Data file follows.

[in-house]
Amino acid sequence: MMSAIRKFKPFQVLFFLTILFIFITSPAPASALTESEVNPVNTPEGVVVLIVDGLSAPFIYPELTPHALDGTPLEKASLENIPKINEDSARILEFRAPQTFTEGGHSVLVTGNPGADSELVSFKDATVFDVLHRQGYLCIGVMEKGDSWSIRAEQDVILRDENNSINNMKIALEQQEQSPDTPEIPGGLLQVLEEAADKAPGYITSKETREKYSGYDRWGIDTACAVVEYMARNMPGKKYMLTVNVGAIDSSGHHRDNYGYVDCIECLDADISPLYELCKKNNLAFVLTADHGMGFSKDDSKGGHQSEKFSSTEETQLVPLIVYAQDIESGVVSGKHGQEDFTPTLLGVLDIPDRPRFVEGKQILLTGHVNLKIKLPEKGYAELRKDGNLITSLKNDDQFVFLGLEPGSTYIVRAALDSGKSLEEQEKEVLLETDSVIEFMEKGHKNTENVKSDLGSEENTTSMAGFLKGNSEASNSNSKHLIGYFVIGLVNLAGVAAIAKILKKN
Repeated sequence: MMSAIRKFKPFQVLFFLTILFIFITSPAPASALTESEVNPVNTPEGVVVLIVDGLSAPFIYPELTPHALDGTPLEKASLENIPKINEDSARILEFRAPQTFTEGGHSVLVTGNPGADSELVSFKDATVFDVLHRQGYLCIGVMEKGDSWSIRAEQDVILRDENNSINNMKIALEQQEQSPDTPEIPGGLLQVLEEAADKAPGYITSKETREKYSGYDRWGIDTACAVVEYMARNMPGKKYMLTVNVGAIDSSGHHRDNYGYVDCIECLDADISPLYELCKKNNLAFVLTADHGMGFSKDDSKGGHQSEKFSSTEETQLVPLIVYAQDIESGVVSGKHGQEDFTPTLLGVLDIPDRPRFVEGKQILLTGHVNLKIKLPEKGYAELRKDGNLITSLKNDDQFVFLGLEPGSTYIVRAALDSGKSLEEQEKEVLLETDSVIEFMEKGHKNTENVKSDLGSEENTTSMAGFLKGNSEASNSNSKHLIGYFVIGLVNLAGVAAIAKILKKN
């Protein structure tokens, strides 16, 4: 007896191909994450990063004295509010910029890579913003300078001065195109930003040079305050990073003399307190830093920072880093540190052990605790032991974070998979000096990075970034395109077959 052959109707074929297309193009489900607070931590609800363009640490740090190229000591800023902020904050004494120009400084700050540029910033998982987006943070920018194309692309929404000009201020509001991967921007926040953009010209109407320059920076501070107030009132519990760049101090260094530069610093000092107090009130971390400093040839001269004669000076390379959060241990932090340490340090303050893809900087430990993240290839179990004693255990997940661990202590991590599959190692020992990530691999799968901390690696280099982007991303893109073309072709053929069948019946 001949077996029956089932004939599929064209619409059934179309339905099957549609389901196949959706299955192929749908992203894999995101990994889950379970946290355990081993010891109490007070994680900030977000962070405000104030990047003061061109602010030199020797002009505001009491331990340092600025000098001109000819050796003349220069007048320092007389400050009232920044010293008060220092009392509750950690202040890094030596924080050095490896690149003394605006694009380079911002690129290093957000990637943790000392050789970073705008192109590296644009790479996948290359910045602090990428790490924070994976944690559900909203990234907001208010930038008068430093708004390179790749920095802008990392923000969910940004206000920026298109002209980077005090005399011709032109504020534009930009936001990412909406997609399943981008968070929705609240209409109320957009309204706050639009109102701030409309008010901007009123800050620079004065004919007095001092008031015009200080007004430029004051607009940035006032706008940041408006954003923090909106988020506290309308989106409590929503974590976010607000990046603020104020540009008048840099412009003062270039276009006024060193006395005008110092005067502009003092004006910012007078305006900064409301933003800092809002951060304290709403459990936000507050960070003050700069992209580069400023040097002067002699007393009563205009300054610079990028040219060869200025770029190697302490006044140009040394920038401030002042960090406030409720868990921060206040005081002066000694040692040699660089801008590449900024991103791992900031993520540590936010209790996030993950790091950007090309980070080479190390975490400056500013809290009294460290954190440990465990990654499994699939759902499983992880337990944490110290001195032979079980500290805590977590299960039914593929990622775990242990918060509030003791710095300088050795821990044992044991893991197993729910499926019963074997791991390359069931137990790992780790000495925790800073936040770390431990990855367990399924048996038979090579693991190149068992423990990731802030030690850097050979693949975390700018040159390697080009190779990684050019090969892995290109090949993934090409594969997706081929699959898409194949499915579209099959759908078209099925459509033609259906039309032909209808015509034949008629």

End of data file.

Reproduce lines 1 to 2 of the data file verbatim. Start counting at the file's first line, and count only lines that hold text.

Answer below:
[in-house]
Amino acid sequence: MMSAIRKFKPFQVLFFLTILFIFITSPAPASALTESEVNPVNTPEGVVVLIVDGLSAPFIYPELTPHALDGTPLEKASLENIPKINEDSARILEFRAPQTFTEGGHSVLVTGNPGADSELVSFKDATVFDVLHRQGYLCIGVMEKGDSWSIRAEQDVILRDENNSINNMKIALEQQEQSPDTPEIPGGLLQVLEEAADKAPGYITSKETREKYSGYDRWGIDTACAVVEYMARNMPGKKYMLTVNVGAIDSSGHHRDNYGYVDCIECLDADISPLYELCKKNNLAFVLTADHGMGFSKDDSKGGHQSEKFSSTEETQLVPLIVYAQDIESGVVSGKHGQEDFTPTLLGVLDIPDRPRFVEGKQILLTGHVNLKIKLPEKGYAELRKDGNLITSLKNDDQFVFLGLEPGSTYIVRAALDSGKSLEEQEKEVLLETDSVIEFMEKGHKNTENVKSDLGSEENTTSMAGFLKGNSEASNSNSKHLIGYFVIGLVNLAGVAAIAKILKKN